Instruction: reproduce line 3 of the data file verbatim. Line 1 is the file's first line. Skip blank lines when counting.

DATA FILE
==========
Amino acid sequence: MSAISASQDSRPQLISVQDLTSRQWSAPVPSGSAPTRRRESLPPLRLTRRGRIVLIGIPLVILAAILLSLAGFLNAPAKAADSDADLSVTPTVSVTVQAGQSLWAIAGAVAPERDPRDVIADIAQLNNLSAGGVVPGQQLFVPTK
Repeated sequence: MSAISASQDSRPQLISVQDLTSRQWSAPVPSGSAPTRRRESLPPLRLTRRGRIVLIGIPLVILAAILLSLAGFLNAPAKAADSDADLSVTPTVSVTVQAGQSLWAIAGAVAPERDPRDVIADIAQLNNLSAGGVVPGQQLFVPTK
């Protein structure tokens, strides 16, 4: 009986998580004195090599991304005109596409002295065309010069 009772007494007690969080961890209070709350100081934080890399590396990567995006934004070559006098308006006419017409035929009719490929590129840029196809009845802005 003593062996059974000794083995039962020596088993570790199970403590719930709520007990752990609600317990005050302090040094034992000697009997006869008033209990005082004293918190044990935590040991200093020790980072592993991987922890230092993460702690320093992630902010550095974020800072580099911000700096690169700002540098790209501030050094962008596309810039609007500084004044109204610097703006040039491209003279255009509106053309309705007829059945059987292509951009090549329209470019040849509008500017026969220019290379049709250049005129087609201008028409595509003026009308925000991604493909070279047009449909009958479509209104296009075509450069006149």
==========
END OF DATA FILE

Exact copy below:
């Protein structure tokens, strides 16, 4: 009986998580004195090599991304005109596409002295065309010069 009772007494007690969080961890209070709350100081934080890399590396990567995006934004070559006098308006006419017409035929009719490929590129840029196809009845802005 003593062996059974000794083995039962020596088993570790199970403590719930709520007990752990609600317990005050302090040094034992000697009997006869008033209990005082004293918190044990935590040991200093020790980072592993991987922890230092993460702690320093992630902010550095974020800072580099911000700096690169700002540098790209501030050094962008596309810039609007500084004044109204610097703006040039491209003279255009509106053309309705007829059945059987292509951009090549329209470019040849509008500017026969220019290379049709250049005129087609201008028409595509003026009308925000991604493909070279047009449909009958479509209104296009075509450069006149």